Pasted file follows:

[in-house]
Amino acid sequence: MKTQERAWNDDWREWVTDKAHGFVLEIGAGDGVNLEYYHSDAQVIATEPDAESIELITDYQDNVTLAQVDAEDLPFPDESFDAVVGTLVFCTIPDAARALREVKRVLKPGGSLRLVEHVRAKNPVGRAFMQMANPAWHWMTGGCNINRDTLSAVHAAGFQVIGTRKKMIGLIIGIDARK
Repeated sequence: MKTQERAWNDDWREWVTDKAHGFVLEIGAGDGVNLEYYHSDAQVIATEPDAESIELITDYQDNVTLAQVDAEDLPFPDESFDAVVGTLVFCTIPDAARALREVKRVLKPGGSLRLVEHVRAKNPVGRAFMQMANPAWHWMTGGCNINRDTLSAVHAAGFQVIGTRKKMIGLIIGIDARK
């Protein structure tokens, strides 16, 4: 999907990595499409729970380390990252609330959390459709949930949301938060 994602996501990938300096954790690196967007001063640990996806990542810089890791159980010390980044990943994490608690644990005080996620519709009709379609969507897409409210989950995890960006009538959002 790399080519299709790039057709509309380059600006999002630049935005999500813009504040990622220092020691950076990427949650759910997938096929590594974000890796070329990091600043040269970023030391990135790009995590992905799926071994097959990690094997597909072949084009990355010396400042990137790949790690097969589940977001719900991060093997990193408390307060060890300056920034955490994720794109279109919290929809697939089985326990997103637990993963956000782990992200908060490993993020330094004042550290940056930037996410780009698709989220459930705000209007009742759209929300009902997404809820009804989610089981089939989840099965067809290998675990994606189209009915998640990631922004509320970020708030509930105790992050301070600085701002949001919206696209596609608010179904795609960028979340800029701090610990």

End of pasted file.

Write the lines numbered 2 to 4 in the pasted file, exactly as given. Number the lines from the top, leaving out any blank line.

Amino acid sequence: MKTQERAWNDDWREWVTDKAHGFVLEIGAGDGVNLEYYHSDAQVIATEPDAESIELITDYQDNVTLAQVDAEDLPFPDESFDAVVGTLVFCTIPDAARALREVKRVLKPGGSLRLVEHVRAKNPVGRAFMQMANPAWHWMTGGCNINRDTLSAVHAAGFQVIGTRKKMIGLIIGIDARK
Repeated sequence: MKTQERAWNDDWREWVTDKAHGFVLEIGAGDGVNLEYYHSDAQVIATEPDAESIELITDYQDNVTLAQVDAEDLPFPDESFDAVVGTLVFCTIPDAARALREVKRVLKPGGSLRLVEHVRAKNPVGRAFMQMANPAWHWMTGGCNINRDTLSAVHAAGFQVIGTRKKMIGLIIGIDARK
């Protein structure tokens, strides 16, 4: 999907990595499409729970380390990252609330959390459709949930949301938060 994602996501990938300096954790690196967007001063640990996806990542810089890791159980010390980044990943994490608690644990005080996620519709009709379609969507897409409210989950995890960006009538959002 790399080519299709790039057709509309380059600006999002630049935005999500813009504040990622220092020691950076990427949650759910997938096929590594974000890796070329990091600043040269970023030391990135790009995590992905799926071994097959990690094997597909072949084009990355010396400042990137790949790690097969589940977001719900991060093997990193408390307060060890300056920034955490994720794109279109919290929809697939089985326990997103637990993963956000782990992200908060490993993020330094004042550290940056930037996410780009698709989220459930705000209007009742759209929300009902997404809820009804989610089981089939989840099965067809290998675990994606189209009915998640990631922004509320970020708030509930105790992050301070600085701002949001919206696209596609608010179904795609960028979340800029701090610990």